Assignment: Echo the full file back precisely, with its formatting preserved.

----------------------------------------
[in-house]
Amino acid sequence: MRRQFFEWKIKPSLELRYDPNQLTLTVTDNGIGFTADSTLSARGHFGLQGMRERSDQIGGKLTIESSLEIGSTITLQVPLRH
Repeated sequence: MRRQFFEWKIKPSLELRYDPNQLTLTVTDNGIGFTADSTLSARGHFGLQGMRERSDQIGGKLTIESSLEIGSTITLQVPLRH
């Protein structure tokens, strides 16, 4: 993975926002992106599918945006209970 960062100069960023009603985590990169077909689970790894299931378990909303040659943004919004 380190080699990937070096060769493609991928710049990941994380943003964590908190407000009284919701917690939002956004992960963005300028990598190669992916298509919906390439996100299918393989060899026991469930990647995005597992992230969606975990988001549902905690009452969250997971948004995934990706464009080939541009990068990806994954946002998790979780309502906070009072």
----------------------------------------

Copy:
[in-house]
Amino acid sequence: MRRQFFEWKIKPSLELRYDPNQLTLTVTDNGIGFTADSTLSARGHFGLQGMRERSDQIGGKLTIESSLEIGSTITLQVPLRH
Repeated sequence: MRRQFFEWKIKPSLELRYDPNQLTLTVTDNGIGFTADSTLSARGHFGLQGMRERSDQIGGKLTIESSLEIGSTITLQVPLRH
């Protein structure tokens, strides 16, 4: 993975926002992106599918945006209970 960062100069960023009603985590990169077909689970790894299931378990909303040659943004919004 380190080699990937070096060769493609991928710049990941994380943003964590908190407000009284919701917690939002956004992960963005300028990598190669992916298509919906390439996100299918393989060899026991469930990647995005597992992230969606975990988001549902905690009452969250997971948004995934990706464009080939541009990068990806994954946002998790979780309502906070009072």